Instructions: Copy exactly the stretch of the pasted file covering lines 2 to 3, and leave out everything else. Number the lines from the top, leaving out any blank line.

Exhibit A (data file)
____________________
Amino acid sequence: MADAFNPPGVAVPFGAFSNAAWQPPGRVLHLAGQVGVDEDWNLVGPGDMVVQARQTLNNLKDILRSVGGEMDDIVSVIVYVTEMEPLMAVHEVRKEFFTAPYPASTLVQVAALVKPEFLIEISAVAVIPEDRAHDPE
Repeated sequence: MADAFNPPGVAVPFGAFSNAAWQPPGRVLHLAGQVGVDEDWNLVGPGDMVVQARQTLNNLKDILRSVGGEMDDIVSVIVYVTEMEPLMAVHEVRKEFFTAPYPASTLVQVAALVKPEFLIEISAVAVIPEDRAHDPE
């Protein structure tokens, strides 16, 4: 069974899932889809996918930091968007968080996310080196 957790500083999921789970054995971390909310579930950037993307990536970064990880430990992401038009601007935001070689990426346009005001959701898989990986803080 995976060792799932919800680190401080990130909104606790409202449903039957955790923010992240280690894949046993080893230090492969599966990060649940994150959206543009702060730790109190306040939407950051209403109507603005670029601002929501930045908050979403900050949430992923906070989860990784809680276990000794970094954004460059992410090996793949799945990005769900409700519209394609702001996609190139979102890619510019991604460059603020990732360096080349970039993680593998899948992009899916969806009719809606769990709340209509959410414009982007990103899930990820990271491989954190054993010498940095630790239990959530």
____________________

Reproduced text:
Repeated sequence: MADAFNPPGVAVPFGAFSNAAWQPPGRVLHLAGQVGVDEDWNLVGPGDMVVQARQTLNNLKDILRSVGGEMDDIVSVIVYVTEMEPLMAVHEVRKEFFTAPYPASTLVQVAALVKPEFLIEISAVAVIPEDRAHDPE
């Protein structure tokens, strides 16, 4: 069974899932889809996918930091968007968080996310080196 957790500083999921789970054995971390909310579930950037993307990536970064990880430990992401038009601007935001070689990426346009005001959701898989990986803080 995976060792799932919800680190401080990130909104606790409202449903039957955790923010992240280690894949046993080893230090492969599966990060649940994150959206543009702060730790109190306040939407950051209403109507603005670029601002929501930045908050979403900050949430992923906070989860990784809680276990000794970094954004460059992410090996793949799945990005769900409700519209394609702001996609190139979102890619510019991604460059603020990732360096080349970039993680593998899948992009899916969806009719809606769990709340209509959410414009982007990103899930990820990271491989954190054993010498940095630790239990959530």